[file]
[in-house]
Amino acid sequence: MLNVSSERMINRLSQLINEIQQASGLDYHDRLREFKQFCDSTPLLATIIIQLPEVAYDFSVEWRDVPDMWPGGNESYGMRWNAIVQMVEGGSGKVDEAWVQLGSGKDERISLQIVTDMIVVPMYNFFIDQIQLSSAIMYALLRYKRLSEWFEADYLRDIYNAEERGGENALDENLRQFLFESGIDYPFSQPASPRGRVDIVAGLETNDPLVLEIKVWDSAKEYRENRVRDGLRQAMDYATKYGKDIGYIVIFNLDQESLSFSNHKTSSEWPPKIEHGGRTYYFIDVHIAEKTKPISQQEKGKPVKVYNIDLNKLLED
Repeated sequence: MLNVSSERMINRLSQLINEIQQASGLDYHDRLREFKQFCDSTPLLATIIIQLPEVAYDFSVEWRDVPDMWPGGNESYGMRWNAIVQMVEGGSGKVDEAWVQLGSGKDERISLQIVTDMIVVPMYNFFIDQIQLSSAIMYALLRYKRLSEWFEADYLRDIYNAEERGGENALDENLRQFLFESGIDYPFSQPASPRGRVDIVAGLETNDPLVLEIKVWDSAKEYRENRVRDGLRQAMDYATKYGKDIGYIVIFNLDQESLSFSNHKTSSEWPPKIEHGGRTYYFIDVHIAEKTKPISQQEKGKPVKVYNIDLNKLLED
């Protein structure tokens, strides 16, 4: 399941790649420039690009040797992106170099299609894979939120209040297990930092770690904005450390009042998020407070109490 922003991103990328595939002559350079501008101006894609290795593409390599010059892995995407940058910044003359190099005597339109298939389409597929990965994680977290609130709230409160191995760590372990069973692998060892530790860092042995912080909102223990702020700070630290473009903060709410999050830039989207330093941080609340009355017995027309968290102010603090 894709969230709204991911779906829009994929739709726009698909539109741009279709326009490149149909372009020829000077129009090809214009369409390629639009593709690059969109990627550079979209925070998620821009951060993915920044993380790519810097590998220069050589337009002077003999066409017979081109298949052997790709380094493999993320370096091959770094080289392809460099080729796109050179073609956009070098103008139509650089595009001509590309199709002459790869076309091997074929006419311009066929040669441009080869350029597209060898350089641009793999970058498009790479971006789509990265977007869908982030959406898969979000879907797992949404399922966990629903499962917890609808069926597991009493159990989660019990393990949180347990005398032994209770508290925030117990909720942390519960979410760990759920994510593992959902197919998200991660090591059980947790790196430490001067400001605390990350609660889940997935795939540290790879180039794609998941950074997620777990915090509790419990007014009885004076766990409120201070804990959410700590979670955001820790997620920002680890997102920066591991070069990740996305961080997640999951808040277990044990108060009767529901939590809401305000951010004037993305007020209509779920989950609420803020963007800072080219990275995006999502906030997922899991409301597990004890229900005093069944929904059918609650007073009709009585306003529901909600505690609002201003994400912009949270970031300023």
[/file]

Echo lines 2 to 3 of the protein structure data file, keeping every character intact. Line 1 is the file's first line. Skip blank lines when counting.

Amino acid sequence: MLNVSSERMINRLSQLINEIQQASGLDYHDRLREFKQFCDSTPLLATIIIQLPEVAYDFSVEWRDVPDMWPGGNESYGMRWNAIVQMVEGGSGKVDEAWVQLGSGKDERISLQIVTDMIVVPMYNFFIDQIQLSSAIMYALLRYKRLSEWFEADYLRDIYNAEERGGENALDENLRQFLFESGIDYPFSQPASPRGRVDIVAGLETNDPLVLEIKVWDSAKEYRENRVRDGLRQAMDYATKYGKDIGYIVIFNLDQESLSFSNHKTSSEWPPKIEHGGRTYYFIDVHIAEKTKPISQQEKGKPVKVYNIDLNKLLED
Repeated sequence: MLNVSSERMINRLSQLINEIQQASGLDYHDRLREFKQFCDSTPLLATIIIQLPEVAYDFSVEWRDVPDMWPGGNESYGMRWNAIVQMVEGGSGKVDEAWVQLGSGKDERISLQIVTDMIVVPMYNFFIDQIQLSSAIMYALLRYKRLSEWFEADYLRDIYNAEERGGENALDENLRQFLFESGIDYPFSQPASPRGRVDIVAGLETNDPLVLEIKVWDSAKEYRENRVRDGLRQAMDYATKYGKDIGYIVIFNLDQESLSFSNHKTSSEWPPKIEHGGRTYYFIDVHIAEKTKPISQQEKGKPVKVYNIDLNKLLED